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Volume 29 , Issue 2
March/April 2014

Pages 374Ė383


Comparison of Five-Axis Milling and Rapid Prototyping for Implant Surgical Templates

Ji-Man Park, DDS, PhD/Tae-Kyoung Yi, DDS/Jai-Young Koak, DDS, PhD/Seong-Kyoon Kim, DDS, PhD/Eun-Jin Park, DDS, PhD/Seong-Joo Heo, DDS, PhD


PMID: 24683563
DOI: 10.11607/jomi.3265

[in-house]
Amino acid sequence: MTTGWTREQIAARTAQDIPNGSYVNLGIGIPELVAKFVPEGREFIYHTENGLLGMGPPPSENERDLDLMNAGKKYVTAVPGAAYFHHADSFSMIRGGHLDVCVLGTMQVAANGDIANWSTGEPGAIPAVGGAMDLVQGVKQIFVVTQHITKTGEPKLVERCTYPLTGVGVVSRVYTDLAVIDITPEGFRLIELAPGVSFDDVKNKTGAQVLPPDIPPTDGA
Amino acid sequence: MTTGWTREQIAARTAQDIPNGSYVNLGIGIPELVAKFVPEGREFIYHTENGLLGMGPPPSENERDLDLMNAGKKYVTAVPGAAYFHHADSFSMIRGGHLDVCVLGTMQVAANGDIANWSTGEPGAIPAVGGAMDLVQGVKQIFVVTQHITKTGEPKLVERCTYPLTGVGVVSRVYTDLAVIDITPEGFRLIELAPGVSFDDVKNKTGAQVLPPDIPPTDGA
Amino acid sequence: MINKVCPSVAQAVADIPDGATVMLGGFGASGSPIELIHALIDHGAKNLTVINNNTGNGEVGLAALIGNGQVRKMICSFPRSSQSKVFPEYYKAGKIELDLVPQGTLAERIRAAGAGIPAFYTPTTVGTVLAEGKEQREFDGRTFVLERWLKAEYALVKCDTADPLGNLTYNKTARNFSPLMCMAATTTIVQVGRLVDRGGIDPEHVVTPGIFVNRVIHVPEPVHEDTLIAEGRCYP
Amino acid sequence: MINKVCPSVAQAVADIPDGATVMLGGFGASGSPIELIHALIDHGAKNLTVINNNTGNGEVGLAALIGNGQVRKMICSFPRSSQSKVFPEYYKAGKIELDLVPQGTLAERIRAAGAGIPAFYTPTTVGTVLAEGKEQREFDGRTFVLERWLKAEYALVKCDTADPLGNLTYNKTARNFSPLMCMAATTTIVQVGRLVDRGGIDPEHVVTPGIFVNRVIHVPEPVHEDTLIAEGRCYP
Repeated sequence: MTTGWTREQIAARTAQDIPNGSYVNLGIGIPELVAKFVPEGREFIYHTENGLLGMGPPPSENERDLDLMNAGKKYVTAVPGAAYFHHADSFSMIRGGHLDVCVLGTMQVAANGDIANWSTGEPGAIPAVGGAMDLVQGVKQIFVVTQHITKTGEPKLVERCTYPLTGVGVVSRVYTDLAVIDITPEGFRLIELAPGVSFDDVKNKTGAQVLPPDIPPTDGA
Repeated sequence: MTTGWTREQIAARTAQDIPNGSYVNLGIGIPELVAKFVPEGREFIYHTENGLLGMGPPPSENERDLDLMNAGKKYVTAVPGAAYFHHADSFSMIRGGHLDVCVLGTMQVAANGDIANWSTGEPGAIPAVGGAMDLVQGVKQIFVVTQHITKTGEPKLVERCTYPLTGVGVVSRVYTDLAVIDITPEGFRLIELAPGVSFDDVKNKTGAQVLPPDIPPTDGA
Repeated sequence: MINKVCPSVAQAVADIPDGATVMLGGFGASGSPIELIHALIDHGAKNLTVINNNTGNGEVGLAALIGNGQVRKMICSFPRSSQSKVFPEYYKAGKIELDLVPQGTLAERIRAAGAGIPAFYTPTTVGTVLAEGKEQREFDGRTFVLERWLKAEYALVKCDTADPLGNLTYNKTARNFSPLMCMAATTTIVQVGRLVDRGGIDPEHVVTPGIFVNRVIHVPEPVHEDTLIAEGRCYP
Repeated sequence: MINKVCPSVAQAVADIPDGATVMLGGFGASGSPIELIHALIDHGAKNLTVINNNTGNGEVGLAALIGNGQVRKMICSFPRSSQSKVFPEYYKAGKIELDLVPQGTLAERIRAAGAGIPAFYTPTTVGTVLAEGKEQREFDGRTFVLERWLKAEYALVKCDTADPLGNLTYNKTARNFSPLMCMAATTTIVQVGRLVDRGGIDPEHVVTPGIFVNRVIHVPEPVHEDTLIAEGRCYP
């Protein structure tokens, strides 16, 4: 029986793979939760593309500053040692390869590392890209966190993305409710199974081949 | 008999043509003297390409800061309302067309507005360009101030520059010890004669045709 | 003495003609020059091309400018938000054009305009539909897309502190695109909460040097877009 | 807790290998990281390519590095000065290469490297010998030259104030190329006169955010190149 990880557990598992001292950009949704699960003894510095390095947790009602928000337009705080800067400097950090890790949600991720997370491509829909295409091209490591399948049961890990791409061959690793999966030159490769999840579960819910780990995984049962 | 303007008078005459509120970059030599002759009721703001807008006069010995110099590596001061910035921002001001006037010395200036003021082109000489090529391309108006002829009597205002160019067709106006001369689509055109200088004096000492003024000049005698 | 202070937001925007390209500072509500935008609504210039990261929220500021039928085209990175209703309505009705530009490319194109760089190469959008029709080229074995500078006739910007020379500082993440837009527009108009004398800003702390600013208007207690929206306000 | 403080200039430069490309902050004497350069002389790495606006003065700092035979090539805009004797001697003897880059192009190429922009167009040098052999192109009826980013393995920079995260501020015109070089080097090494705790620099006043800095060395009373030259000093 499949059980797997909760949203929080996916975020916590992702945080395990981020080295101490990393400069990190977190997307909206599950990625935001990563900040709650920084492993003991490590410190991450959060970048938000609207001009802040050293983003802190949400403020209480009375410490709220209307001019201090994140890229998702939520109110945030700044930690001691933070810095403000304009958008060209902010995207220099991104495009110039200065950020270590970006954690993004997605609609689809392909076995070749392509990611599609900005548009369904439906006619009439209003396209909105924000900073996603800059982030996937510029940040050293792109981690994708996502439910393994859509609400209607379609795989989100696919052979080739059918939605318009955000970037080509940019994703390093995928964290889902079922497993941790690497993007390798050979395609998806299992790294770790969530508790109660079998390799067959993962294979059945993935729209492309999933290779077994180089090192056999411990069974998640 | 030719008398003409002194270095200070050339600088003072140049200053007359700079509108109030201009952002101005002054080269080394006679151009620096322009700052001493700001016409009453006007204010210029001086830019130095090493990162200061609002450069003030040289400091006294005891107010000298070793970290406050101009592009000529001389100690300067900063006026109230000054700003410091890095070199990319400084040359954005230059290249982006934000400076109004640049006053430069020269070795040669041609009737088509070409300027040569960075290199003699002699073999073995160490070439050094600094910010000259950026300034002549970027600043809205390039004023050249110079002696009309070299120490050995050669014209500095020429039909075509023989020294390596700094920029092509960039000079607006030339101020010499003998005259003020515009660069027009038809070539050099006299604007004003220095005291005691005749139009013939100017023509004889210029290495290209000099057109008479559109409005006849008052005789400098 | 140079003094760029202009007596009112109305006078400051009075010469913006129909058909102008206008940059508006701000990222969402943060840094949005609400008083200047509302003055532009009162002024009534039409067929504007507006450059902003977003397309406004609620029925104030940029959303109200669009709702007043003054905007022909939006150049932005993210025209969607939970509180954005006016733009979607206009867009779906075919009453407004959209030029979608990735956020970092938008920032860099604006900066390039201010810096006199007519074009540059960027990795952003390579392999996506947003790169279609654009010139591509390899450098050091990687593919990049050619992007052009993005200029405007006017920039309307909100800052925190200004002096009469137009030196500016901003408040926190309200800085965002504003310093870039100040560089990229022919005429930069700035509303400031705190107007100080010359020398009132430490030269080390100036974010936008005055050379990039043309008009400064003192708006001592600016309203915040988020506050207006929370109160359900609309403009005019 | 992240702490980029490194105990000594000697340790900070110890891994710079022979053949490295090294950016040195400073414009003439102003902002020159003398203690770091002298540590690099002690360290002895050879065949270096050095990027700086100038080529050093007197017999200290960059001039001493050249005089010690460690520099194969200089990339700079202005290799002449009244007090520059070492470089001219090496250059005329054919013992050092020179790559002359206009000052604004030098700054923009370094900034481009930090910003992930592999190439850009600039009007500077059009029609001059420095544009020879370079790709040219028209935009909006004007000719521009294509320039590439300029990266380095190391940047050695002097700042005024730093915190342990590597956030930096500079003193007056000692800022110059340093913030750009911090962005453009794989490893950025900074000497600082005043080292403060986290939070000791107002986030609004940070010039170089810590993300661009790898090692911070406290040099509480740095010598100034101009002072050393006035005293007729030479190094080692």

Purpose: This study aims to compare and evaluate the accuracy of surgical templates fabricated using coordinate synchronization processing with five-axis milling and design-related processing with rapid prototyping (RP). Materials and Methods: Master phantoms with 10 embedded gutta-percha cylinders hidden under artificial gingiva were fabricated and imaged using cone beam computed tomography. Vectors of the hidden cylinders were extracted and transferred to those of the planned implants through reverse engineering using virtual planning software. An RP-produced template was fabricated by stereolithography in photopolymer at the RP center according to planned data. Metal sleeves were bonded after holes were bored (group RP). For the milled template, milling coordinates were synchronized using the conversion process for the coordinate synchronization platform located on the modelís bottom. Metal bushings were set on holes milled on the five-axis milling machine, on which the model was fixed through the coordinate synchronization plate, and the framework was constructed on the model using orthodontic resin (group CS). A computed tomography image was taken with templates firmly fixed on models using anchor pins (RP) or anchor screws (CS). The accuracy was analyzed via reverse engineering. Differences between the two groups were compared by repeated measures two-factor analysis. Results: From the reverse-engineered image of the template on the experimental model, RP-produced templates showed significantly larger deviations than did milled surgical guides. Maximum deviations of the group RP were 1.58 mm (horizontal), 1.68 mm (vertical), and 8.51 degrees (angular); those of the group CS were 0.68 mm (horizontal), 0.41 mm (vertical), and 3.23 degrees (angular). Conclusions: A comparison of milling and RP template production methods showed that a vector-milled surgical guide had significantly smaller deviations than did an RP-produced template. The accuracy of computer-guided milled surgical templates was within the safety margin of previous studies.


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